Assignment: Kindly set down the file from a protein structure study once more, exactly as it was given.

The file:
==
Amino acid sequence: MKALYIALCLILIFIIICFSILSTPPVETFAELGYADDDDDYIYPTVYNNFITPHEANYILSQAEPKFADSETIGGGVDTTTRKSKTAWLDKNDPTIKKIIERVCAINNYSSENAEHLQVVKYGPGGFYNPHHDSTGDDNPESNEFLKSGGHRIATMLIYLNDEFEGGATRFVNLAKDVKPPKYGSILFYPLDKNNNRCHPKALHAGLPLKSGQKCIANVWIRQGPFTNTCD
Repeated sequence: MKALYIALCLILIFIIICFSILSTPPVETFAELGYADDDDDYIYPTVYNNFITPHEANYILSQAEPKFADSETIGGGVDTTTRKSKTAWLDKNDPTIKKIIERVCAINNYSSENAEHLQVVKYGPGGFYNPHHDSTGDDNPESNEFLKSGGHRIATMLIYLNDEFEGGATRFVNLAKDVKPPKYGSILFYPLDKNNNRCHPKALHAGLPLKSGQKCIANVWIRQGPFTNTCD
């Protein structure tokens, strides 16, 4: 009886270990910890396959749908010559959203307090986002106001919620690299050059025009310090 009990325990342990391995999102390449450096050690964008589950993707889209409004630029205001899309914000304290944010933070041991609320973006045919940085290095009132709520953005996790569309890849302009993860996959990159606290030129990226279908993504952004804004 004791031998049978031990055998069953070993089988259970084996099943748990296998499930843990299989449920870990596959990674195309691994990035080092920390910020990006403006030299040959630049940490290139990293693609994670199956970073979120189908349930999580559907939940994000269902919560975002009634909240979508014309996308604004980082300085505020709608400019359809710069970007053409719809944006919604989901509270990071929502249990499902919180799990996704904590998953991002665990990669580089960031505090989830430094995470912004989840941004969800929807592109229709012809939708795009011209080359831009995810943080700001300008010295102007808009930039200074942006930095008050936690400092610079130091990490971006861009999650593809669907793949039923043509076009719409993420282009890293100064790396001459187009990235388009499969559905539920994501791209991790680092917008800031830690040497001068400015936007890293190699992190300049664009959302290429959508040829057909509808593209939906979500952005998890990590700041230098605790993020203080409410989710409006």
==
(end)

Amino acid sequence: MKALYIALCLILIFIIICFSILSTPPVETFAELGYADDDDDYIYPTVYNNFITPHEANYILSQAEPKFADSETIGGGVDTTTRKSKTAWLDKNDPTIKKIIERVCAINNYSSENAEHLQVVKYGPGGFYNPHHDSTGDDNPESNEFLKSGGHRIATMLIYLNDEFEGGATRFVNLAKDVKPPKYGSILFYPLDKNNNRCHPKALHAGLPLKSGQKCIANVWIRQGPFTNTCD
Repeated sequence: MKALYIALCLILIFIIICFSILSTPPVETFAELGYADDDDDYIYPTVYNNFITPHEANYILSQAEPKFADSETIGGGVDTTTRKSKTAWLDKNDPTIKKIIERVCAINNYSSENAEHLQVVKYGPGGFYNPHHDSTGDDNPESNEFLKSGGHRIATMLIYLNDEFEGGATRFVNLAKDVKPPKYGSILFYPLDKNNNRCHPKALHAGLPLKSGQKCIANVWIRQGPFTNTCD
């Protein structure tokens, strides 16, 4: 009886270990910890396959749908010559959203307090986002106001919620690299050059025009310090 009990325990342990391995999102390449450096050690964008589950993707889209409004630029205001899309914000304290944010933070041991609320973006045919940085290095009132709520953005996790569309890849302009993860996959990159606290030129990226279908993504952004804004 004791031998049978031990055998069953070993089988259970084996099943748990296998499930843990299989449920870990596959990674195309691994990035080092920390910020990006403006030299040959630049940490290139990293693609994670199956970073979120189908349930999580559907939940994000269902919560975002009634909240979508014309996308604004980082300085505020709608400019359809710069970007053409719809944006919604989901509270990071929502249990499902919180799990996704904590998953991002665990990669580089960031505090989830430094995470912004989840941004969800929807592109229709012809939708795009011209080359831009995810943080700001300008010295102007808009930039200074942006930095008050936690400092610079130091990490971006861009999650593809669907793949039923043509076009719409993420282009890293100064790396001459187009990235388009499969559905539920994501791209991790680092917008800031830690040497001068400015936007890293190699992190300049664009959302290429959508040829057909509808593209939906979500952005998890990590700041230098605790993020203080409410989710409006």